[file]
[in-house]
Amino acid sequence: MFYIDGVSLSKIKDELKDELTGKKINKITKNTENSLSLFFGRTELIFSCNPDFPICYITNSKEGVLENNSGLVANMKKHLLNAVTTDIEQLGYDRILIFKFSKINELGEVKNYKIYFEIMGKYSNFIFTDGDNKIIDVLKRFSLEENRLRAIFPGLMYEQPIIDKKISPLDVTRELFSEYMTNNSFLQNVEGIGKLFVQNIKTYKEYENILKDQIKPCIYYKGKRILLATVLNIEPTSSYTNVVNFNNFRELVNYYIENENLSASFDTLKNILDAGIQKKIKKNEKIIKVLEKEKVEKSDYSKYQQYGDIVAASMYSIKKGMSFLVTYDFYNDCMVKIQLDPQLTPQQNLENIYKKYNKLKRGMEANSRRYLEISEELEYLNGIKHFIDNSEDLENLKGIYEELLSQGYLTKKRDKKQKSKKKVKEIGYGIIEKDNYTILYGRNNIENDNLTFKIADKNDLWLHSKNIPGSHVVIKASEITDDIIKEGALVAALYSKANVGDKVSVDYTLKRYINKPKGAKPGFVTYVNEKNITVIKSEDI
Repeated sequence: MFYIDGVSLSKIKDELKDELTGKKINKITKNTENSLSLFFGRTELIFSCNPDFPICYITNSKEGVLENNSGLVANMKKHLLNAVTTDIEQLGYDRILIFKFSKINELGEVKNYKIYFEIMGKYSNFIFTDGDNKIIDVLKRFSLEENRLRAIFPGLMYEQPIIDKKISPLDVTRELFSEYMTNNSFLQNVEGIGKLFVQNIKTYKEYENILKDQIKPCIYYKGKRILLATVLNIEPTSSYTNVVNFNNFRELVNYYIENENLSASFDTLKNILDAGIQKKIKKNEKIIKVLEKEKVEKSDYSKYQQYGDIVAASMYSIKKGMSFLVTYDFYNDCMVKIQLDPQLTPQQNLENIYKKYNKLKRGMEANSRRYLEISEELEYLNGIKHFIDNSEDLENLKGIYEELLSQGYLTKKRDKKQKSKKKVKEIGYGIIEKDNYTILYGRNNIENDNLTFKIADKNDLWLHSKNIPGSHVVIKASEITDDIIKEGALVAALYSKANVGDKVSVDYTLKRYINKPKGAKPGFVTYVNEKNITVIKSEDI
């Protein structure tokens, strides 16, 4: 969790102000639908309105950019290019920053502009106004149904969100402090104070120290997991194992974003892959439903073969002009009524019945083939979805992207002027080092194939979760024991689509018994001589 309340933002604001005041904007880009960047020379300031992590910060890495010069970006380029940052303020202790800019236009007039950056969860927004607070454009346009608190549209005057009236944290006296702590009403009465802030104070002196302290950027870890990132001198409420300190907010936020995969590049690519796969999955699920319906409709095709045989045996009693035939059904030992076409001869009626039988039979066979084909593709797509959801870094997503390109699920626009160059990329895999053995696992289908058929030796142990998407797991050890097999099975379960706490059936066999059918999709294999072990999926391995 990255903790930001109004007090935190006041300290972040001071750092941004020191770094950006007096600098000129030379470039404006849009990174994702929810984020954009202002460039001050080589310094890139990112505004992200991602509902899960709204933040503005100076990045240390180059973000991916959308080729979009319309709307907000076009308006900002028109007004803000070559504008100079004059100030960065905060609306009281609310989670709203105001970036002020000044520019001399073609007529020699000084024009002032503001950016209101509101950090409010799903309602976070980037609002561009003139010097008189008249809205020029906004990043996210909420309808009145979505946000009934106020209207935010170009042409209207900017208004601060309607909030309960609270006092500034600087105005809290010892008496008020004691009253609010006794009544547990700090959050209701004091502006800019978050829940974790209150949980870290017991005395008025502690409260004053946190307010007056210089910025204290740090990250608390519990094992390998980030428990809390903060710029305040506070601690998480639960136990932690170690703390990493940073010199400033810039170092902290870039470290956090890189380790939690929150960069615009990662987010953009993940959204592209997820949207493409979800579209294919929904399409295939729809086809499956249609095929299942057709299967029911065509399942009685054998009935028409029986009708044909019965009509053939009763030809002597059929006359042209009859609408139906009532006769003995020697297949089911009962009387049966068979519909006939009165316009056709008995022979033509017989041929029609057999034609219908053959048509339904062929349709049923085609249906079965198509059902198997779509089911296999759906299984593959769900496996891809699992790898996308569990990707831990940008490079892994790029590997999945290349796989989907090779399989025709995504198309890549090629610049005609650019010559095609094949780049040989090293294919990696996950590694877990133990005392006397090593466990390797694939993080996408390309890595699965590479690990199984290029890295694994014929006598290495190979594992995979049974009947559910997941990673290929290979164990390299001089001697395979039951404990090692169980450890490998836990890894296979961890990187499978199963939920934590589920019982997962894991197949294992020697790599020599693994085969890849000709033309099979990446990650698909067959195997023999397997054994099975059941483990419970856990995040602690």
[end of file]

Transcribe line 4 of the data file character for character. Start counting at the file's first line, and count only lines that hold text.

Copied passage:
């Protein structure tokens, strides 16, 4: 969790102000639908309105950019290019920053502009106004149904969100402090104070120290997991194992974003892959439903073969002009009524019945083939979805992207002027080092194939979760024991689509018994001589 309340933002604001005041904007880009960047020379300031992590910060890495010069970006380029940052303020202790800019236009007039950056969860927004607070454009346009608190549209005057009236944290006296702590009403009465802030104070002196302290950027870890990132001198409420300190907010936020995969590049690519796969999955699920319906409709095709045989045996009693035939059904030992076409001869009626039988039979066979084909593709797509959801870094997503390109699920626009160059990329895999053995696992289908058929030796142990998407797991050890097999099975379960706490059936066999059918999709294999072990999926391995 990255903790930001109004007090935190006041300290972040001071750092941004020191770094950006007096600098000129030379470039404006849009990174994702929810984020954009202002460039001050080589310094890139990112505004992200991602509902899960709204933040503005100076990045240390180059973000991916959308080729979009319309709307907000076009308006900002028109007004803000070559504008100079004059100030960065905060609306009281609310989670709203105001970036002020000044520019001399073609007529020699000084024009002032503001950016209101509101950090409010799903309602976070980037609002561009003139010097008189008249809205020029906004990043996210909420309808009145979505946000009934106020209207935010170009042409209207900017208004601060309607909030309960609270006092500034600087105005809290010892008496008020004691009253609010006794009544547990700090959050209701004091502006800019978050829940974790209150949980870290017991005395008025502690409260004053946190307010007056210089910025204290740090990250608390519990094992390998980030428990809390903060710029305040506070601690998480639960136990932690170690703390990493940073010199400033810039170092902290870039470290956090890189380790939690929150960069615009990662987010953009993940959204592209997820949207493409979800579209294919929904399409295939729809086809499956249609095929299942057709299967029911065509399942009685054998009935028409029986009708044909019965009509053939009763030809002597059929006359042209009859609408139906009532006769003995020697297949089911009962009387049966068979519909006939009165316009056709008995022979033509017989041929029609057999034609219908053959048509339904062929349709049923085609249906079965198509059902198997779509089911296999759906299984593959769900496996891809699992790898996308569990990707831990940008490079892994790029590997999945290349796989989907090779399989025709995504198309890549090629610049005609650019010559095609094949780049040989090293294919990696996950590694877990133990005392006397090593466990390797694939993080996408390309890595699965590479690990199984290029890295694994014929006598290495190979594992995979049974009947559910997941990673290929290979164990390299001089001697395979039951404990090692169980450890490998836990890894296979961890990187499978199963939920934590589920019982997962894991197949294992020697790599020599693994085969890849000709033309099979990446990650698909067959195997023999397997054994099975059941483990419970856990995040602690």